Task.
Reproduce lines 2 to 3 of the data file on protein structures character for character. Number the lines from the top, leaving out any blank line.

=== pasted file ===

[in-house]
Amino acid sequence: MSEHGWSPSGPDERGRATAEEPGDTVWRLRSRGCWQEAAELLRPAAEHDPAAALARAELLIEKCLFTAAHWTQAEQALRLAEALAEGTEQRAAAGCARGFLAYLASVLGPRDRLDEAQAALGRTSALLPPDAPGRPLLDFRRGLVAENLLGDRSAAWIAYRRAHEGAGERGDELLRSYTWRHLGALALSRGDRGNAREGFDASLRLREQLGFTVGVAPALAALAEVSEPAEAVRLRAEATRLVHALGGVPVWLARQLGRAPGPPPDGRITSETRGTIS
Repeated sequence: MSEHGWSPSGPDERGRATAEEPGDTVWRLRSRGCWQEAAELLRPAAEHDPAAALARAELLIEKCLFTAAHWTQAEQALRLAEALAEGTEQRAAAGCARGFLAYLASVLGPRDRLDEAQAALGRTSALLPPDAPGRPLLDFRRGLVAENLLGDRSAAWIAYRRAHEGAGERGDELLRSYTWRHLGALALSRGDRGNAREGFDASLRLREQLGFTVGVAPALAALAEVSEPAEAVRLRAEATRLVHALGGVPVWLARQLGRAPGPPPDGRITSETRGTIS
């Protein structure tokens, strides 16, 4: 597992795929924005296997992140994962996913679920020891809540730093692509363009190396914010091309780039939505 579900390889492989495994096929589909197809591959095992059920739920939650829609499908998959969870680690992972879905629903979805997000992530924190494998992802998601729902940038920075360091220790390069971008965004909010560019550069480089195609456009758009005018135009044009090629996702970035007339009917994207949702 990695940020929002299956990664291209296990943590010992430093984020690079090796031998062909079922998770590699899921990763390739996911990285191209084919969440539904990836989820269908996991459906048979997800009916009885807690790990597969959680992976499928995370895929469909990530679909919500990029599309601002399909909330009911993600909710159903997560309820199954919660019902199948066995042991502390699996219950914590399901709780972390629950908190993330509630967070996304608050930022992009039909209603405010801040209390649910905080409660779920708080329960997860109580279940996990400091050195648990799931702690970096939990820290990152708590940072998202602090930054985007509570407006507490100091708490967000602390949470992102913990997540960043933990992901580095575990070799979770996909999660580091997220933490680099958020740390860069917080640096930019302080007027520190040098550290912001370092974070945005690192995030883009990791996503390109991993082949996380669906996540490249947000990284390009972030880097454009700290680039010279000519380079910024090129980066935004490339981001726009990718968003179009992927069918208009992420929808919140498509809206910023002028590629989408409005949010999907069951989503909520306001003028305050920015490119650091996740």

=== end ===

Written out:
Amino acid sequence: MSEHGWSPSGPDERGRATAEEPGDTVWRLRSRGCWQEAAELLRPAAEHDPAAALARAELLIEKCLFTAAHWTQAEQALRLAEALAEGTEQRAAAGCARGFLAYLASVLGPRDRLDEAQAALGRTSALLPPDAPGRPLLDFRRGLVAENLLGDRSAAWIAYRRAHEGAGERGDELLRSYTWRHLGALALSRGDRGNAREGFDASLRLREQLGFTVGVAPALAALAEVSEPAEAVRLRAEATRLVHALGGVPVWLARQLGRAPGPPPDGRITSETRGTIS
Repeated sequence: MSEHGWSPSGPDERGRATAEEPGDTVWRLRSRGCWQEAAELLRPAAEHDPAAALARAELLIEKCLFTAAHWTQAEQALRLAEALAEGTEQRAAAGCARGFLAYLASVLGPRDRLDEAQAALGRTSALLPPDAPGRPLLDFRRGLVAENLLGDRSAAWIAYRRAHEGAGERGDELLRSYTWRHLGALALSRGDRGNAREGFDASLRLREQLGFTVGVAPALAALAEVSEPAEAVRLRAEATRLVHALGGVPVWLARQLGRAPGPPPDGRITSETRGTIS